Winter cattle

For cow-calf producers, autumn is a great chance to start storing feed and making plans to get spring-calving cows into good enough shape to handle whatever winter has in store.

The approach of autumn signals not only a change in color, but sounds a distant alarm that a surly and snarling Old Man Winter will soon be here.

For cow-calf producers, autumn is a great chance to start storing feed and making plans to get spring-calving cows into good enough shape to handle whatever winter has in store.

A good start would be weaning calves early, says Denise Schwab, Iowa State University Extension beef specialist in Vinton.

“You substantially reduce that cow’s nutrient requirements when you wean her calf,” she says. “It’s also going to allow you to stretch that pasture a little bit more before you turn cows out on corn stalks. It also allows those pastures to catch up and be in better shape before winter.”

Schwab says it is important for cows to be in adequate body condition prior to winter. She recommends a body condition score between 5.5 and 6.5. Second- calf heifers should lean more toward the higher number.

“Most pastures should still be adequate for energy and protein, provided the intake is high enough,” Schwab says. “If you are short, you may need to supplement them with more forage.”

She says poor-quality forage will need to be supplemented so cows are meeting energy and protein requirements. Producers could use last year’s corn silage or distillers to boost nutrient levels.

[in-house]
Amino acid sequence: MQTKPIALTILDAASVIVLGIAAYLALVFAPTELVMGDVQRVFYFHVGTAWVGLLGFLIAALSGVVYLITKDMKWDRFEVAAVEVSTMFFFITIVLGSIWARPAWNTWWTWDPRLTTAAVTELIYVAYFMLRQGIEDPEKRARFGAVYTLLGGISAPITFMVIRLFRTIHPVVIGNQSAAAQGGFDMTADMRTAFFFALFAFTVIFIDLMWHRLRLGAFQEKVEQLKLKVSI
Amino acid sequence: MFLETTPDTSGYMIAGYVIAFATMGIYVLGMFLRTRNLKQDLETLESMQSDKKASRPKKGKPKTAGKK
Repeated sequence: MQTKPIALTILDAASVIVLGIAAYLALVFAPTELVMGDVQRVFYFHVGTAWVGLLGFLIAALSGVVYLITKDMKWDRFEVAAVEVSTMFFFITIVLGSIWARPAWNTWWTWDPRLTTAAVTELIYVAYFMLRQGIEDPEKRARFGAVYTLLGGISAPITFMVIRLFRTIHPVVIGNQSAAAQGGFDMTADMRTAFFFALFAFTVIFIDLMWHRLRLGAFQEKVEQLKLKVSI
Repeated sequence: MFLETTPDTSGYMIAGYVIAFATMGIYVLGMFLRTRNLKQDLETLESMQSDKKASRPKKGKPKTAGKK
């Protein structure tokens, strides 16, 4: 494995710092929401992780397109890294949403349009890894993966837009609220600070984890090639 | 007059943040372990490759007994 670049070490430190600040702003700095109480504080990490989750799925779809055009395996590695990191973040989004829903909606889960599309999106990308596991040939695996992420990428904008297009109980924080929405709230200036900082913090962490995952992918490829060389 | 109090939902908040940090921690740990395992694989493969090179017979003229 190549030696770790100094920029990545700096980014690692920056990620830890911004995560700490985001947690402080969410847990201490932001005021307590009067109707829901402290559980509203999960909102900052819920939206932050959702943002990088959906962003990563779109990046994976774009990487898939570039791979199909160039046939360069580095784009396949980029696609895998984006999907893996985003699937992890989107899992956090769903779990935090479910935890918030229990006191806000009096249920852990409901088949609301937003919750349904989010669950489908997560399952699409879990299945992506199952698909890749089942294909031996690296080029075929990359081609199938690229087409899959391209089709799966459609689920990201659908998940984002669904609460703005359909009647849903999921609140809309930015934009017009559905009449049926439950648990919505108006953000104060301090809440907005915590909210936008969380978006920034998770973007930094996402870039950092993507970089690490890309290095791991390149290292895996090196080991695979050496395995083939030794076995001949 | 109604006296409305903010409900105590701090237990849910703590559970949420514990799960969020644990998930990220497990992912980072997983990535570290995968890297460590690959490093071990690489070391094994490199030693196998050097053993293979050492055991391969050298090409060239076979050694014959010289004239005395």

Fall would be a good time to test feed quality and inventory supplies, says Julie Walker, Extension beef specialist with South Dakota State University.

“You want to make sure you can develop a ration that gets cows the feed they need. You don’t want to overfeed them,” she says, adding overfeeding could cause issues with dystocia.

Walker suggests producers coddle heifers pregnant with their first calf.

“If you have the space it might be good to sort them off because they are still growing and maturing,” she says. “Those heifers are going to need more protein and energy than the older cows. You really want those heifers to have a high-quality diet.”

Walker says testing hay may be more important this year, given the unusual weather pattern through the Midwest.

“It’s been an odd year for hay growth, so you want to test it,” she says. “If you chop silage, make sure it’s fermented and test it about four weeks out from feeding it.”

Schwab says a rough spring has resulted in later than usual corn planting dates. That could make green chop a good option, she said.

“If you do that, you want to chop fresh each day and feed that, but be careful to limit intake,” Schwab says. “You don’t see it often any more, but it could be a good option this year.”

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Jeff DeYoung is livestock editor for Iowa Farmer Today, Missouri Farmer Today and Illinois Farmer Today.